AMD is back in the desktop CPU game with its Ryzen family of processors, thanks to successes with per-core performance and energy-efficiency improvements brought about by its "Zen" micro-architecture. The company launched its Ryzen processor family with the top-end Ryzen 7 series, which consists of eight-core models that start at $329, going all the way up to $499. These chips do manage to make you think twice before choosing an Intel Core i7-7700K quad-core chip, and make the Core i7 "Broadwell-E" series look terrible, all the way up to the $1,199 i7-6900K. Ahead of Summer 2017, when PC gamers hit the stores for hardware upgrades, AMD is launching a new line of Ryzen processors at price points targeting them, with the new Ryzen 5 series.
The Ryzen 5 series from AMD competes with the entire spectrum of Intel's Core i5 quad-core "Kaby Lake" series, at prices ranging from $169 to $249. This puts Intel's high-volume Core i5-7600K and value-oriented i5-7400 in its crosshairs. Carved out of the same 14 nm "Summit Ridge" silicon as the eight-core Ryzen 7 series, the Ryzen 5 series consists of six-core and quad-core SKUs, which are further bolstered by SMT (simultaneous multi-threading) and unlocked base-clock multipliers across the board. SMT (and its Intel-implementation, HyperThreading) is something quad-core Core i5 parts lack, and unlocked multipliers is reserved only for the i5-7600K quad-core and the $189 i3-7350K dual-core. What's more, the six-core Ryzen 5 parts feature a staggering 16 MB of L3 cache (compared to the paltry 6 MB of the price-comparable Core i5 quad-core parts), and the quad-core parts feature a decent 8 MB. Given AMD has made significant strides in improving per-core performance and the software ecosystem finally taking advantage of more than 4 logical CPUs, the Ryzen 5 series looks extremely exciting on paper.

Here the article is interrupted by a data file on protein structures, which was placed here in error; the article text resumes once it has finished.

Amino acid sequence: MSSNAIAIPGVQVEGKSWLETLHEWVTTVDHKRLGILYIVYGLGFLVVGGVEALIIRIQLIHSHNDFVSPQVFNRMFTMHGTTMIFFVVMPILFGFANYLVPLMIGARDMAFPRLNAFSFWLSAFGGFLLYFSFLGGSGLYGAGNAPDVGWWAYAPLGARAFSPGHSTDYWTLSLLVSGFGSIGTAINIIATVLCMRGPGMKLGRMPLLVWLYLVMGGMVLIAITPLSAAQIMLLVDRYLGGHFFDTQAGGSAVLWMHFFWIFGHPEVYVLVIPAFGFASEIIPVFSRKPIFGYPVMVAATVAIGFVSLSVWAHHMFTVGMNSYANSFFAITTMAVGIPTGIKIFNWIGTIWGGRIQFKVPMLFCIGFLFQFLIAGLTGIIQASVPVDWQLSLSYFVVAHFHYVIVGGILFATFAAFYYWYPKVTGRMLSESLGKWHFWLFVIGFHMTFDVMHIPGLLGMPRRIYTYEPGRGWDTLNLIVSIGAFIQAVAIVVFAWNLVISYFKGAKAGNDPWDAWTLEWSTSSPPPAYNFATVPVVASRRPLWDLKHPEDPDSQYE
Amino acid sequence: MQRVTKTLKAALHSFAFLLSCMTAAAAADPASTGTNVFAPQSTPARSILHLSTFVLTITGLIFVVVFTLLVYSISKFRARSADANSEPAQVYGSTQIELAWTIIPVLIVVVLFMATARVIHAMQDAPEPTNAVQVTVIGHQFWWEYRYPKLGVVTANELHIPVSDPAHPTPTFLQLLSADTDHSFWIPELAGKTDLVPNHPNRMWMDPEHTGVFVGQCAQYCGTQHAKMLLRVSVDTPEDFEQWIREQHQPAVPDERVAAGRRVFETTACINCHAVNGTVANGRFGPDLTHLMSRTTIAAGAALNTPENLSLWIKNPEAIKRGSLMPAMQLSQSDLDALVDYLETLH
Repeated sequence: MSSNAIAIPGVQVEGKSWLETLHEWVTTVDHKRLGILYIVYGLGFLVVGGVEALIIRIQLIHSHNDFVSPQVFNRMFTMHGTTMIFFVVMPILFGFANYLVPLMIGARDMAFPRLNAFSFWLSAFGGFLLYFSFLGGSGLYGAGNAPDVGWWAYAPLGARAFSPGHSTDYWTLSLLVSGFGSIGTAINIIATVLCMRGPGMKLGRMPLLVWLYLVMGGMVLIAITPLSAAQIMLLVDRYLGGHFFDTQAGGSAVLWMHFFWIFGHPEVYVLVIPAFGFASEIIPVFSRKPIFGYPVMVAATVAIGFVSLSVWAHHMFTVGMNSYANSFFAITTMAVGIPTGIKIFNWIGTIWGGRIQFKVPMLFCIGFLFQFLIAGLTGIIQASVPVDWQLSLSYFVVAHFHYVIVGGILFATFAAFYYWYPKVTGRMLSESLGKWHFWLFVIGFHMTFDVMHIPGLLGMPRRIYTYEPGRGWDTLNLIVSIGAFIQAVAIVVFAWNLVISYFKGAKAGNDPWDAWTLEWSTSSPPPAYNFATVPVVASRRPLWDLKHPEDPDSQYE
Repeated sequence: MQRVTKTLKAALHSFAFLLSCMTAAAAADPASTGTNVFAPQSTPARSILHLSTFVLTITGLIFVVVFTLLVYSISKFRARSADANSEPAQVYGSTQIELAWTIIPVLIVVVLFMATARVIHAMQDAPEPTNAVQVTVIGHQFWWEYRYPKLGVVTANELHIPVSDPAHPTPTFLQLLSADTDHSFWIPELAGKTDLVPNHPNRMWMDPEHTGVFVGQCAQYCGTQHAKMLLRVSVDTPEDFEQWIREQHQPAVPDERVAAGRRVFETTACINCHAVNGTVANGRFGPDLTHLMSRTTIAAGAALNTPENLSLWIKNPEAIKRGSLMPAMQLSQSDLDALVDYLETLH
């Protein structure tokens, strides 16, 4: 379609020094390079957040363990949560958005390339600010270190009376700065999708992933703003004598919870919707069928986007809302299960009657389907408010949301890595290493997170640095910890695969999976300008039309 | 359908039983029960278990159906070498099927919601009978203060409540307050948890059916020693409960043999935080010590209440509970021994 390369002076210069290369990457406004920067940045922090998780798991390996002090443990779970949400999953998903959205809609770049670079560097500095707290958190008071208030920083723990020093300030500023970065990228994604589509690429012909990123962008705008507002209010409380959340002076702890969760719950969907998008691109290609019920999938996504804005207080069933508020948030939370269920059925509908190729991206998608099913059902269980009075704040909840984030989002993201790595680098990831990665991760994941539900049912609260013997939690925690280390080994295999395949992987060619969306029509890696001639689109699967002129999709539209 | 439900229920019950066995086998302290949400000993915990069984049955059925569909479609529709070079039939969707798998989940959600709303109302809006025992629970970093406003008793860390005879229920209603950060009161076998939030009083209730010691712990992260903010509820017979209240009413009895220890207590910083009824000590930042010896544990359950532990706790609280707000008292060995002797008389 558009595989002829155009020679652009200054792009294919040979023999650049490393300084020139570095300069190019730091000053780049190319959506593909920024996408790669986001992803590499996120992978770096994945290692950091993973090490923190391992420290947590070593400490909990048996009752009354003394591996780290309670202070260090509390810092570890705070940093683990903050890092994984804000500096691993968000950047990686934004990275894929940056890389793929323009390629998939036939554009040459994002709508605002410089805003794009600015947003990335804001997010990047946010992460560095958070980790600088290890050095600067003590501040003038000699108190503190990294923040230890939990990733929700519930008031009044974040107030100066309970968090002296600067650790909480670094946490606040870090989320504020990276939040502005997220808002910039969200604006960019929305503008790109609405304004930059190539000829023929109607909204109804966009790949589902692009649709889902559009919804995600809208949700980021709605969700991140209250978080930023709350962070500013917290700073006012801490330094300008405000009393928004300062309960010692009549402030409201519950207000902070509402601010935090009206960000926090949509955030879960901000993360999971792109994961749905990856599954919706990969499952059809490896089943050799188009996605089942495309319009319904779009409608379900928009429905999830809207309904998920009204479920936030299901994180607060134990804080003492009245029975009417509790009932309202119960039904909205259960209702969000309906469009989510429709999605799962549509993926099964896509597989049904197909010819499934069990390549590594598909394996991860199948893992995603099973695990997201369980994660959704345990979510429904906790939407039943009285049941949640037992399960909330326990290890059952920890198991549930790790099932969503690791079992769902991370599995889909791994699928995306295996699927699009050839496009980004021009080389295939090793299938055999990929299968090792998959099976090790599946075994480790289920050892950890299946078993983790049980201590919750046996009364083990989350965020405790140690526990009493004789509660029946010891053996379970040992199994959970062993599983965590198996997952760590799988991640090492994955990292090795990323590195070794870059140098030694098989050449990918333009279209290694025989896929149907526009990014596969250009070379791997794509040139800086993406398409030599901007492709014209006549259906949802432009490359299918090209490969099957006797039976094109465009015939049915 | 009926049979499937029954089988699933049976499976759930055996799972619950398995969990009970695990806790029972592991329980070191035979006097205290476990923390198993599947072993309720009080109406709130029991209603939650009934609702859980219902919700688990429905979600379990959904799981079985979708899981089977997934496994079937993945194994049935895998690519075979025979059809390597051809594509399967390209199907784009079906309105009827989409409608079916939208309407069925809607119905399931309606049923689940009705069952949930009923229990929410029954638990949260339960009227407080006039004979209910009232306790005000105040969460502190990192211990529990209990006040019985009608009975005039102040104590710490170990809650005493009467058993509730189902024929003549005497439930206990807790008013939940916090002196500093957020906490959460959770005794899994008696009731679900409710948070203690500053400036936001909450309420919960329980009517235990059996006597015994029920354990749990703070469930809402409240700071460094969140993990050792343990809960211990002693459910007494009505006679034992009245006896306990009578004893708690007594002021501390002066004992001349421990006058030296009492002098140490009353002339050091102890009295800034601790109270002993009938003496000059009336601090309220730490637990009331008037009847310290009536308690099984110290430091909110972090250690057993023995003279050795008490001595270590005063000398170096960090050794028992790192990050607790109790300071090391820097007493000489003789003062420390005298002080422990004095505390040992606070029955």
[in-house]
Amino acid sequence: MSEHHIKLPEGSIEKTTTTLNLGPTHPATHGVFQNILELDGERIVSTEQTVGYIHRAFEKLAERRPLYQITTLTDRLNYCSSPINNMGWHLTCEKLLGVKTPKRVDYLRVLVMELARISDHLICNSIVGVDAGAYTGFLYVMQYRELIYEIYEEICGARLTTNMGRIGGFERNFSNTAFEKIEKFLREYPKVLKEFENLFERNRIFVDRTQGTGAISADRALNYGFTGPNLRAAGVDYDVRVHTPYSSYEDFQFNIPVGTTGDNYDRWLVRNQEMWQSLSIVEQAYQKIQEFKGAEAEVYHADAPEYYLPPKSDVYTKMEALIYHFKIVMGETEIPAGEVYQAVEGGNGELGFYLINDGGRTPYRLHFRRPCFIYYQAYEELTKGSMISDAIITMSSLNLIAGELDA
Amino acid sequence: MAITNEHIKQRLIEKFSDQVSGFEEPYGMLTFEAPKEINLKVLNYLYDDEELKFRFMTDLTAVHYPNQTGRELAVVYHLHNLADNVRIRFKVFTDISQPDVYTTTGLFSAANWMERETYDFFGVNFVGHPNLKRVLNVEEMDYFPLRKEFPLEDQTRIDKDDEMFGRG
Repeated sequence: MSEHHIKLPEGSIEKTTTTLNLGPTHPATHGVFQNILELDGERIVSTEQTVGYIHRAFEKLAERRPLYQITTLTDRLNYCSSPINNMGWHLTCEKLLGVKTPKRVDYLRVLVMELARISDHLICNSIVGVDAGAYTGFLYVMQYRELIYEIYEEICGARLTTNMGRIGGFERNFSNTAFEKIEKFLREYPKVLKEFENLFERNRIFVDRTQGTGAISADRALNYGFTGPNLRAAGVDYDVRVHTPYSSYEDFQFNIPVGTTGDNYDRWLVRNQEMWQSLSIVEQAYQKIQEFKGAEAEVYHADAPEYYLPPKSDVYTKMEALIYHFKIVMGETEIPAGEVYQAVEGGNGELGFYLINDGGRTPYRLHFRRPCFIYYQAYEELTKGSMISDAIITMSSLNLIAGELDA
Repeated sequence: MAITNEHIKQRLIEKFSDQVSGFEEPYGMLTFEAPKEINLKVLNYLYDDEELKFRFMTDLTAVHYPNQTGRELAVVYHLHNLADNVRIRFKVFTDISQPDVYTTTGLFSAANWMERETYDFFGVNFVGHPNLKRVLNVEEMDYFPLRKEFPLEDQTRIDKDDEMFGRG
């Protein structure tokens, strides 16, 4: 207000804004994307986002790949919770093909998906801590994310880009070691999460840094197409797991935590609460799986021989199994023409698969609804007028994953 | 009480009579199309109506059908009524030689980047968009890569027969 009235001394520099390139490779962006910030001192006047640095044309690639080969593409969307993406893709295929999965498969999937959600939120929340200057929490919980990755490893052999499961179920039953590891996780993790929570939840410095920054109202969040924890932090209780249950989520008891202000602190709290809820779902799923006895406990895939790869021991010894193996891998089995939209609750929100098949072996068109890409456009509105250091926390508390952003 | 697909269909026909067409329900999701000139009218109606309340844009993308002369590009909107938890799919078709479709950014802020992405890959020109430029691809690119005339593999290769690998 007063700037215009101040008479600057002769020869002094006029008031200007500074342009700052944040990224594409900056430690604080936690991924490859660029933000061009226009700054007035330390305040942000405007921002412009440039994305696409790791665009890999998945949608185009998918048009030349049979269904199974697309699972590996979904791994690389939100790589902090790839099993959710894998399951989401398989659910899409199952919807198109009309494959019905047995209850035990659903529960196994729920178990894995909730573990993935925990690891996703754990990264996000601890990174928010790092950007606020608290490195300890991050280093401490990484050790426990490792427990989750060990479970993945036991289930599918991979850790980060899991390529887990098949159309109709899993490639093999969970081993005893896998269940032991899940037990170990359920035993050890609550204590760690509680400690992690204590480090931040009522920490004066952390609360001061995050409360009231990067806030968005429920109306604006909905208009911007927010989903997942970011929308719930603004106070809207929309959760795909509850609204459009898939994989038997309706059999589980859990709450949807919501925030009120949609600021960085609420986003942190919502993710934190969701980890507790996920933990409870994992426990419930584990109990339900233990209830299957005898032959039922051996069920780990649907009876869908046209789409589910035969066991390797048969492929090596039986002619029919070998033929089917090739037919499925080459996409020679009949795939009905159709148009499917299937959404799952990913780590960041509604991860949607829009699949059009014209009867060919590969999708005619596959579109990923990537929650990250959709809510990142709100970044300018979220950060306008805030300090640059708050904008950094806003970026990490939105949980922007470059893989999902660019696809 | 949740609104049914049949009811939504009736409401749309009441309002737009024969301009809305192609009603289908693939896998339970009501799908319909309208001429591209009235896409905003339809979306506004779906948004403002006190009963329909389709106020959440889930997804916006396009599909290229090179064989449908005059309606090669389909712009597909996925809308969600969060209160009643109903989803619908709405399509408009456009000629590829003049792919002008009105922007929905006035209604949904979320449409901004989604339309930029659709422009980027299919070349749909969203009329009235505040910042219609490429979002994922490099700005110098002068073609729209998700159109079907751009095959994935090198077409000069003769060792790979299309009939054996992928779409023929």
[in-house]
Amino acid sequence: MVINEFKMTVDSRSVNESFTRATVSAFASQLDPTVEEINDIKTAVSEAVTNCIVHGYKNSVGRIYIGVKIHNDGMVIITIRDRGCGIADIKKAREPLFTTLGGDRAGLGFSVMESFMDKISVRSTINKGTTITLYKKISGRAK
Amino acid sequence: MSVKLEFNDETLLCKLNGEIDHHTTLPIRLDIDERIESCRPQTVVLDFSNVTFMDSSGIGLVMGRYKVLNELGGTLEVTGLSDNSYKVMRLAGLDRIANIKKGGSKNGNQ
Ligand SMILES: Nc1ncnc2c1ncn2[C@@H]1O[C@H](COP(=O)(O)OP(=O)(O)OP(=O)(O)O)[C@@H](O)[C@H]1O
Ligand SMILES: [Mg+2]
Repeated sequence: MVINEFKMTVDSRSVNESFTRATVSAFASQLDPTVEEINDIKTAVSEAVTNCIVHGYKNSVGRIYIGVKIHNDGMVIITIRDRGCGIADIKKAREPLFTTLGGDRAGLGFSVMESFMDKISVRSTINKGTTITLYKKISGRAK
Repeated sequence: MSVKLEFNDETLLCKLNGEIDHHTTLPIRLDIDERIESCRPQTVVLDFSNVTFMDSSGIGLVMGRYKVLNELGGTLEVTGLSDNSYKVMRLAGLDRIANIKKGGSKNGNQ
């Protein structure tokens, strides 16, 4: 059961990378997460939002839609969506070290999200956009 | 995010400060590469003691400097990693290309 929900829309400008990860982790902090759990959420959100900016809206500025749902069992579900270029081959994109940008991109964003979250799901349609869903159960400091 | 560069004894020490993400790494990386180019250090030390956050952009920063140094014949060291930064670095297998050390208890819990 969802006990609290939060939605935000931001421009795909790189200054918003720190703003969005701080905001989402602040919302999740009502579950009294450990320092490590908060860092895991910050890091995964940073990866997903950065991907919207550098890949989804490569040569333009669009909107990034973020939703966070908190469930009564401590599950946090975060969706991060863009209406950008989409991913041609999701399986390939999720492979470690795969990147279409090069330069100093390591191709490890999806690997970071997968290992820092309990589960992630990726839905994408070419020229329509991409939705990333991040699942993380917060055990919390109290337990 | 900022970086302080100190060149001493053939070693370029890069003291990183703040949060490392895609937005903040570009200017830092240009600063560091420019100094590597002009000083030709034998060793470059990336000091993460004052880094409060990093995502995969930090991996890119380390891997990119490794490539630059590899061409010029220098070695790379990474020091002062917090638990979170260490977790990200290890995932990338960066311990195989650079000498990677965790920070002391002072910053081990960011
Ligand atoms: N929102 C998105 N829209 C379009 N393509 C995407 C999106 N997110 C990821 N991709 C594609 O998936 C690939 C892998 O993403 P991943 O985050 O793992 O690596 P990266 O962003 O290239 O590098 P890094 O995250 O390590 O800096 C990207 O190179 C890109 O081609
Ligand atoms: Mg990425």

While the Ryzen 5 series is led by the $249 six-core Ryzen 5 1600X, which AMD claims will compete with not just the price-matched Core i5-7600K, but also punch above its weight against the $329 Core i7-7700K in some tests, a more exciting part with implications in particular for the PC-gaming crowd is the quad-core Ryzen 5 1500X. This chip is priced at $189, a price at which Intel is selling the overclocker-friendly dual-core i3-7350K and its slowest quad-core i5-7400 part. With the i3-7350K, Intel is hoping that two highly clocked "Kaby Lake" cores with HyperThreading make for a sufficiently fast gaming-PC processor. The Core i5-7400 gives you four cores, but no HyperThreading and clock speeds of 3.00 GHz, with 3.50 GHz Turbo Boost speeds. The Ryzen 5 1500X, in comparison, gives you not just four cores, but also SMT, enabling 8 logical CPUs (something you'd have to shell out upwards of $300 on the Intel lineup for), 8 MB of L3 cache, and clock speeds of 3.50 GHz with 3.70 GHz TurboCore frequency, and the XFR (extended frequency range) feature enabling higher automated overclocks, depending on the efficacy of your CPU cooling.
|Pentium G4560||Core i3-7100||Core i5-7400||Core i5-7500||Ryzen 5 1500X||Core i5-6600K||Core i5-7600K||Ryzen 5 1600X||Ryzen 7 1700||Core i7-6700K||Core i7-7700K||Ryzen 7 1700X|
|Cores / Threads||2 / 4||2 / 4||4 / 4||4 / 4||4 / 8||4 / 4||4 / 4||6 / 12||8 / 16||4 / 8||4 / 8||8 / 16|
|Base Clock||3.5 GHz||3.9 GHz||3.0 GHz||3.4 GHz||3.5 GHz||3.5 GHz||3.8 GHz||3.6 GHz||3.0 GHz||4.0 GHz||4.2 GHz||3.4 GHz|
|Max. Boost||N/A||N/A||3.5 GHz||3.8 GHz||3.9 GHz||3.9 GHz||4.2 GHz||4.1 GHz||3.7 GHz||4.2 GHz||4.5 GHz||3.8 GHz|
|L3 Cache||3 MB||3 MB||6 MB||6 MB||16 MB||8 MB||8 MB||16 MB||16 MB||8 MB||8 MB||16 MB|
|TDP||54 W||51 W||65 W||65 W||65 W||91 W||91 W||95 W||65 W||91 W||91 W||95 W|
|Process||14 nm||14 nm||14 nm||14 nm||14 nm||14 nm||14 nm||14 nm||14 nm||14 nm||14 nm||14 nm|
|Socket||LGA 1151||LGA 1151||LGA 1151||LGA 1151||AM4||LGA 1151||LGA 1151||AM4||AM4||LGA 1151||LGA 1151||AM4|